It is no secret that the government-mandated business closures and restrictions imposed over the past 10 months during the COVID-19 pandemic have ravaged the business community. The harsh reality is that these restrictions have caused permanent business closures, mass layoffs, record unemployment and significant revenue loss.
This morning, the New Jersey Business Coalition hosted a “State of New Jersey Business” virtual town hall, which allowed business owners and coalition members to directly discuss the current and future needs of the business community with more than a dozen legislators who also participated on the call.
“I can’t overemphasize enough the importance of hearing from the ‘boots on the ground,’” said NJBIA President and CEO Michele Siekerka, who moderated the event. “It is these great business owners and community leaders who make a difference each and every day in our local communities.”
The Need to Reopen
One of the biggest frustrations for small businesses throughout the pandemic has been the arbitrary nature of who is and who is not allowed to stay open, regardless of whether they follow recommended health department safety measures or not.
Jill Johnson, co-founder and CEO of the Institute for Entrepreneurial Leadership, pointed to the full parking lots at big box stores, that were never forced to shut down, as an example of how it is clearly possible for businesses to remain open and operate in a safe manner in the midst of the pandemic.
“It is possible to continue to live our lives and for business to be conducted even in this age of COVID. … In fact, our economy [requires it],” Johnson said. “Despite the challenges we face, small business owners continue to push forward against considerable odds, fighting every day for survival.”
Sarah Krom, managing partner at SKC & Co. CPAs, said, “New Jersey needs to create jobs and empower its business owners to operate without additional mandates, regulations or taxes that increase an already high cost of running a business in [the state]. If businesses are able to follow all of the required safety protocols, being allowed to open and operate as fully as possible is critical for them to rebuild the losses seen in 2020.”
Krom added that New Jersey employers who follow all the pandemic safety rules also need liability protection to operate successfully and without the fear of lawsuits in the future that could erode their business.
Grant Assistance and Access to Capital
With many main street businesses experiencing revenue losses as high as 70% to 80%, Bob Zuckerman, executive director, Downtown Westfield Corporation, said one thing these businesses are looking for is additional assistance money in the form of grants as opposed to loans.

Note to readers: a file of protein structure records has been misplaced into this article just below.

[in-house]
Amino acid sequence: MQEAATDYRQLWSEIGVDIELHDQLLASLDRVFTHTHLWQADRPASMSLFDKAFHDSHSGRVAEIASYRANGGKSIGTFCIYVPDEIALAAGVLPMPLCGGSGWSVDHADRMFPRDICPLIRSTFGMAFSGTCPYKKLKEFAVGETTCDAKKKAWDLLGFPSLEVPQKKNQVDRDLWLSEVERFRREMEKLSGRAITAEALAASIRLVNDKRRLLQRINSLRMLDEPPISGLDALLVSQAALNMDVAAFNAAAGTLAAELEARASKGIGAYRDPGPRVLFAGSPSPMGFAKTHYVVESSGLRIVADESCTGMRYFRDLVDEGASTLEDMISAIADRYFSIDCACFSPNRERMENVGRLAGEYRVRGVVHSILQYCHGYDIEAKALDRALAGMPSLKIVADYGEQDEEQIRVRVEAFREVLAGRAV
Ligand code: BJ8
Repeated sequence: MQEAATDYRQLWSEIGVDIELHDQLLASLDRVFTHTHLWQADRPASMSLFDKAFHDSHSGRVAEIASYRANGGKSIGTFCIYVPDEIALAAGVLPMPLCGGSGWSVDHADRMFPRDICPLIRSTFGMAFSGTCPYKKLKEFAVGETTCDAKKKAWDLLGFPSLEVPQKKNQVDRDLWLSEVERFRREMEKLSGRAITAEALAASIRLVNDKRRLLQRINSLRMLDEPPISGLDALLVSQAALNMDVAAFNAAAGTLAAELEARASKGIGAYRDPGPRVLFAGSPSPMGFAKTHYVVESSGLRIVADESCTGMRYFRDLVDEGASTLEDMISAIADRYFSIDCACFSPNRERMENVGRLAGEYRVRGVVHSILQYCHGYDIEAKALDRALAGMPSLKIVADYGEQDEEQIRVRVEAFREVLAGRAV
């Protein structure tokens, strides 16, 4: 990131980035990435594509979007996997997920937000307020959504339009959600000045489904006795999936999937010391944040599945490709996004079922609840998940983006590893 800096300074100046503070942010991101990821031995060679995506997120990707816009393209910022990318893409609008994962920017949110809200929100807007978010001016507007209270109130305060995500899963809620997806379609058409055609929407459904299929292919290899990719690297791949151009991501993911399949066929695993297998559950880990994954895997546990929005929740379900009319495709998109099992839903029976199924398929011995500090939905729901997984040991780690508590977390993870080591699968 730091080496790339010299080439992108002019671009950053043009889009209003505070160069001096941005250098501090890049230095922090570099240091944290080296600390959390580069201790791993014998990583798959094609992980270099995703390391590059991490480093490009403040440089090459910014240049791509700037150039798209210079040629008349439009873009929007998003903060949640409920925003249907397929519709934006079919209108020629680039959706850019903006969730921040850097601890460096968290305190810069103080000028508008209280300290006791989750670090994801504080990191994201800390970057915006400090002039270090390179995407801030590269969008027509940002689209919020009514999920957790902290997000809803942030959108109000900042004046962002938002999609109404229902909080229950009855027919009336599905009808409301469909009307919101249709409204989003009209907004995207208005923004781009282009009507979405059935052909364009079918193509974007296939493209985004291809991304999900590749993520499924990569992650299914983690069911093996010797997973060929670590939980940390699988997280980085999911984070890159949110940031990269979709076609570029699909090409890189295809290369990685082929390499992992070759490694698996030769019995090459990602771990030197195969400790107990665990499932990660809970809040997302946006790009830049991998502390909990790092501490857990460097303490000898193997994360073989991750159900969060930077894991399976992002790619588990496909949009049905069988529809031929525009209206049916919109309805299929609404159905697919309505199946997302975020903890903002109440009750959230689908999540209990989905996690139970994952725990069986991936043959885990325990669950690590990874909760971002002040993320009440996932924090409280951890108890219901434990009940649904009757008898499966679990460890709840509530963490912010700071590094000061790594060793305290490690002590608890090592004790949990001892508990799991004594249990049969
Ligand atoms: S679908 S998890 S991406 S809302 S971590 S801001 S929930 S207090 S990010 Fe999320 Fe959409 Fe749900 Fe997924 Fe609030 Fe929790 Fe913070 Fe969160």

Krom added that grants for businesses also need to become available at quicker speeds, and these grants should focus on the hardest hit industries, businesses and communities.
“We are looking for the grant and loan process to be simplified so that it does not become cumbersome just to get an answer about the status of your application,” Ralph Weaver, founding president and CEO of East West Connection, said, adding that the hard–hit travel, hospitality and meeting/planning industry’s biggest need is access to capital.
He added that the industry is also exploring how to invest in technology to help transform businesses in the meeting, travel and hospitality sphere to become more sustainable. However, coming up with proprietary technology solutions costs money.
“In this period in time, it is difficult to invest in your future when you don’t even know about your tomorrows,” Weaver said.
“The state should also provide resources for affordable personal protective equipment (PPE). Prices are continuing to skyrocket, and in some instances, you cannot even find what you need to operate,” Krom said.
She suggested the state consider extending the New Jersey Economic Development Authority (NJEDA) NJ Small and Micro Business PPE Access Program, which expired on Dec. 17. The program afforded small businesses significant discounts (up to 65%) on PPE.
Vaccine Prioritization for Manufacturing
While manufacturing was deemed an essential industry at the onset of the pandemic, Michael Womack, marketing outreach coordinator at NJMEP, said that not all manufacturing businesses have been included in New Jersey’s Phase 1B prioritization of vaccine distribution.
He said that New Jersey needs to dictate which essential industries will be prioritized with the vaccine, and the state must expand the current industries listed under the state plan.
“Manufacturing is a massive job market stimulator, and the state can help limit liability by including the industry in Phase 1B,” Womack said. “When discussing vaccine prioritization, all manufacturing has remained open. If an outbreak occurs, that piece of the supply chain shuts down, which will affect countless other businesses downstream.”
The Long Year Ahead
While grants and loans have been distributed across various industries, in most cases that support has lasted for a fraction of the length of the pandemic.
Racheal Fosu, Social Enterprise & GiveCareTech Founder and CEO, explains that the child care industry has received three months of government support over the past 10 months. She said that 42% of child care centers are still closed, and those that remain are on the brink of closure due to insufficient revenue.
“Revenues are down 50-60% and will not realistically begin to come back until September of this year,” Fosu explained, adding that the child care industry could see its closures increase by 20% in the coming year.
“Imagine the impact to the workforce with 60% of child care centers being unavailable,” she said. “We need money now. There is no time left. We need a single source for available ‘keep-the-door-open’ grants that is easy to apply for and has speedy disbursements through established channels.”